While many houses are enthusiastically proclaimed to be one of the oldest in Brooklyn, the honor actually goes to a modest farmhouse in East Flatbush that is considered to be the oldest structure in New York City. The Pieter Claesen Wyckoff House, now known as the Wyckoff House Museum, has been enlarged, altered and restored over the decades, but its humble beginning as a small one-room structure from the 17th century can still be detected.
Pieter Wyckoff arrived in New Netherland in 1637 as an indentured servant, working for six years to clear land near present-day Albany. After the completion of his contract, he married, and by the 1650s he and his wife, Grietje, settled on the land that was to become the family farm. They raised 11 children in a modest, one-room house.
This simple structure was enlarged in the 1750s and then remodeled again by the family in 1819. Generations of Wyckoff family members, enslaved workers and hired help would have worked the land and lived in the house. Like many of the old Dutch farms of Brooklyn, the land and the house were sold to developers, leaving family hands in 1901.
Miraculously, the house survived and the Wyckoff House & Association was able to buy the house in 1961 and donate it to the City of New York in 1970. A major restoration was undertaken in the early 1980s, and the house was opened to the public.
Brownstoner was recently invited to explore the house from attic to cellar, wandering into nooks and crannies not normally open to the public.
Evidence of the early construction methods can still be seen on some of the attic timbers. Visible here are two notches on each of the beams. These carpenter’s marks allowed the correct matching of timbers that were meant to be joined together.
The roofline of the house was altered by the family in the early 19th century and the roof itself has been replaced over the years. The underside of the shingled roof is visible in the attic.
The small, one-room house occupied by Pieter and Grietje was expanded and reconfigured by the family over time, leading to floor level changes and quirky details. Here, a view from the circa 1650s kitchen into the common parlor, added circa 1730.
If you look closely, evidence of the restoration work done in the 1980s can be seen throughout the house. When possible, original material was saved during the restoration. Above the kitchen hearth, the beam includes original wood from the 1650s (on the right) and wood sourced from a 17th century barn (to the left) during the 1980s restoration.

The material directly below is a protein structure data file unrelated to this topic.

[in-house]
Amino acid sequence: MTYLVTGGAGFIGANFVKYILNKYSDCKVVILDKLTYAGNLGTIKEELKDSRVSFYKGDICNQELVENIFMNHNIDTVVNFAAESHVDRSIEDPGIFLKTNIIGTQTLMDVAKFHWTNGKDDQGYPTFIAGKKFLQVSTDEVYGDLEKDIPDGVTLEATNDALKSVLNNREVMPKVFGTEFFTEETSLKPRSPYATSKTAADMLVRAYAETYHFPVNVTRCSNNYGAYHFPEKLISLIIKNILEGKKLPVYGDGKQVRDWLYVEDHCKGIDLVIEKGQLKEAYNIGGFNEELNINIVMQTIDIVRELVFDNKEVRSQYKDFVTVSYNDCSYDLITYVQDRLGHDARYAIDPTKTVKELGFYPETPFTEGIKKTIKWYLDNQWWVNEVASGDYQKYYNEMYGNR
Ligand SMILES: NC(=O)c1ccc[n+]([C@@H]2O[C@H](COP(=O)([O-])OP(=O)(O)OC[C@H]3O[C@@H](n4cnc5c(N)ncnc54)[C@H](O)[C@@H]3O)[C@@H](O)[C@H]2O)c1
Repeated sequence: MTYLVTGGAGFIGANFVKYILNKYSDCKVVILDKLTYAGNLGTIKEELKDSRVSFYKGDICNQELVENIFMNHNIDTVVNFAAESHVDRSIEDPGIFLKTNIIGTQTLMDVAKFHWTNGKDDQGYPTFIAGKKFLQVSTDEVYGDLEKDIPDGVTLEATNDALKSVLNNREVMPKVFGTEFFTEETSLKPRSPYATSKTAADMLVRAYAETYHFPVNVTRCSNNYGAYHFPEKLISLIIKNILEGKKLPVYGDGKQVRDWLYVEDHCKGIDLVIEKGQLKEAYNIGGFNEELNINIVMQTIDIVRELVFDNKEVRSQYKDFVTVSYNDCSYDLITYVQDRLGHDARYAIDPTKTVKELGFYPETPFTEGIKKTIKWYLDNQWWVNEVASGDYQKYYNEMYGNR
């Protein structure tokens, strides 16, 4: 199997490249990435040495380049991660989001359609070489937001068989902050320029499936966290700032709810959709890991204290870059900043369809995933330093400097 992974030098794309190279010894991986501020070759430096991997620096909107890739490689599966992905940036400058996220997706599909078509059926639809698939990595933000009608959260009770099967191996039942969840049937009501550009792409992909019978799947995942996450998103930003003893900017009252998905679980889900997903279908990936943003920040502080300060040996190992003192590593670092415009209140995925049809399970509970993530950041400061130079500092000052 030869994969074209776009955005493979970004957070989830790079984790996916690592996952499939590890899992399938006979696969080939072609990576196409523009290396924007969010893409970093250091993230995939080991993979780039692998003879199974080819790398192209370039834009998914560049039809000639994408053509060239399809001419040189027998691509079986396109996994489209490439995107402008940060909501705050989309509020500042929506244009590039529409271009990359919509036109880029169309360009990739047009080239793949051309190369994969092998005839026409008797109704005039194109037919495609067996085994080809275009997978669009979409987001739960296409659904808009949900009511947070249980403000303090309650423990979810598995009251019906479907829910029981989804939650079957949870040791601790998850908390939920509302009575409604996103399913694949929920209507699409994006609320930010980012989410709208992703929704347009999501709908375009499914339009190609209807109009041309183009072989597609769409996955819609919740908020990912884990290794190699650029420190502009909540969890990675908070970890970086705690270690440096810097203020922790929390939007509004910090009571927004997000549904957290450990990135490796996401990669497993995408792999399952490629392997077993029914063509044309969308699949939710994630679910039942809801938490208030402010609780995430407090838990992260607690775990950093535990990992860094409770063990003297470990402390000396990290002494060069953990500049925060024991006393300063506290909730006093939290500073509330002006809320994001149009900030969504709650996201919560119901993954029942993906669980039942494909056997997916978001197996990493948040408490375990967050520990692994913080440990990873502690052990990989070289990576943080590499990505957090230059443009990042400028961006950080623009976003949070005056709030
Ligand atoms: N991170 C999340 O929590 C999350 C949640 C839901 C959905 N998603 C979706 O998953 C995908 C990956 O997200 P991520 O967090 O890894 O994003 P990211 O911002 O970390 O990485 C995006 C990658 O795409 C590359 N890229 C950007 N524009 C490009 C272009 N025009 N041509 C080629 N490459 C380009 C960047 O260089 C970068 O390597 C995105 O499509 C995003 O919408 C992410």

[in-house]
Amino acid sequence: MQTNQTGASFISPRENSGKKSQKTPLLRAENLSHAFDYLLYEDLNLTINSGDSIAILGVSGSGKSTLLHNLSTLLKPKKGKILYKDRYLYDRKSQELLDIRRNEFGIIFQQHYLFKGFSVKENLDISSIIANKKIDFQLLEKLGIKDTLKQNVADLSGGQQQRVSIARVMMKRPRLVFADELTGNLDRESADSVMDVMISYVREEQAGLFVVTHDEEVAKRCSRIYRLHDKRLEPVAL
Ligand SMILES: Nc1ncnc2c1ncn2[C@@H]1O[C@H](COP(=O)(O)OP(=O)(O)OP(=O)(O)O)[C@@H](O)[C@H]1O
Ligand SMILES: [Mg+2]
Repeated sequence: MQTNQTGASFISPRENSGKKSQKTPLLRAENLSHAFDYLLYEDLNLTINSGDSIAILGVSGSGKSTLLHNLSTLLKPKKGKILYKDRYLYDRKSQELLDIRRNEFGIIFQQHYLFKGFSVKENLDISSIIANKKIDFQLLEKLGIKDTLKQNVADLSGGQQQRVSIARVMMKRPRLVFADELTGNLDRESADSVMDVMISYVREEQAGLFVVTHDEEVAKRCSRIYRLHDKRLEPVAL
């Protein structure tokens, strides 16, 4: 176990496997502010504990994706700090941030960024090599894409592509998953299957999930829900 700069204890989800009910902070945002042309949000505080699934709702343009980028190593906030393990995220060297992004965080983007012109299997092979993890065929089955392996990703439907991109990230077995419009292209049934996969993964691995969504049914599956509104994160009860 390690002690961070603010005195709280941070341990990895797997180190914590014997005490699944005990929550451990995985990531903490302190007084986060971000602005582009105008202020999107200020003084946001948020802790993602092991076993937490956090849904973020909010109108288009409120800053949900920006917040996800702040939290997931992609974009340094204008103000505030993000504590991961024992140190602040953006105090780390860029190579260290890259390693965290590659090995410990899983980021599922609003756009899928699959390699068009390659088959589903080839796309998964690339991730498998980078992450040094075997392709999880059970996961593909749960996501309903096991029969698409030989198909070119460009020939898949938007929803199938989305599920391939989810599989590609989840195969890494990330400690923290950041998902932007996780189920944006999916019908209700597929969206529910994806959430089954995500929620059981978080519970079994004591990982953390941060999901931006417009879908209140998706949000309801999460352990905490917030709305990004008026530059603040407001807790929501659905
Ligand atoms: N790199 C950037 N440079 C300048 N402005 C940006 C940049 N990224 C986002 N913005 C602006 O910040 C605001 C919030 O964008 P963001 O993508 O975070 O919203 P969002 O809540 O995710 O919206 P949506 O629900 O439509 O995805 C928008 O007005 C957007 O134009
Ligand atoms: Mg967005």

The house was opened for visitors in the 1980s and there are currently three period rooms interpreted to show how the Wyckoff family lived in the house in the early 19th century.
The common parlor includes a built-in cupboard, restored and painted in the bright orange and blue it was believed to have been painted in the 1730s.
Statler, the resident cat, ambles along the hallway, a space which illustrates the complicated construction history of the house. While most of the flooring in the hallway runs along the width of the space, a narrow strip of wood runs lengthwise, right near where Statler stands in the photo. This strip is believed to mark the outer wall of the house as it stood circa 1730, before extensive additions.
The room known as the formal parlor was added to the house around 1750. Most of the wide-plank yellow pine flooring in the space is original.
The delft tiles surrounding the fireplace dates are reproductions made in the Netherlands.
The house has a small collection of furniture and decorative objects but a more extensive collection of papers, photographs and other materials related to the Wyckoff family.
The cellar would have been used by the family for storing consumables such as fruits and vegetables. There is evidence to suggest that this arched opening would have been enclosed with strong doors and the space used for storing more valuable food and drink.
The beams in the cellar date to circa 1750 and the small holes are from powderpost beetles. The beetles deposit eggs into crevices in the wood and as the larvae grow they feed on the wood, eventually exiting through the small holes they have created.
How to Visit
Address: 5816 Clarendon Road, Brooklyn, N.Y.
Hours: Fridays and Saturdays, open for tours at 1 and 3 p.m. Free open house on the third Saturday of the month, 11 a.m. to 3 p.m.
Admission: $5 for adults, $3 for seniors and students, children under 10 free.
Directions: Subway B or Q to Newkirk Plaza and then B8 bus to Beverly Road and Ralph Avenue, 2 or 5 to Newkirk Avenue and then B8 bus to Beverly Road and Ralph Avenue, C to Ralph Avenue and then B47 bus to Ralph Avenue and Clarendon Road, L to Canarsie-Rockaway Park and then about a 20 minute walk to the house.
[Photos by Susan De Vries]
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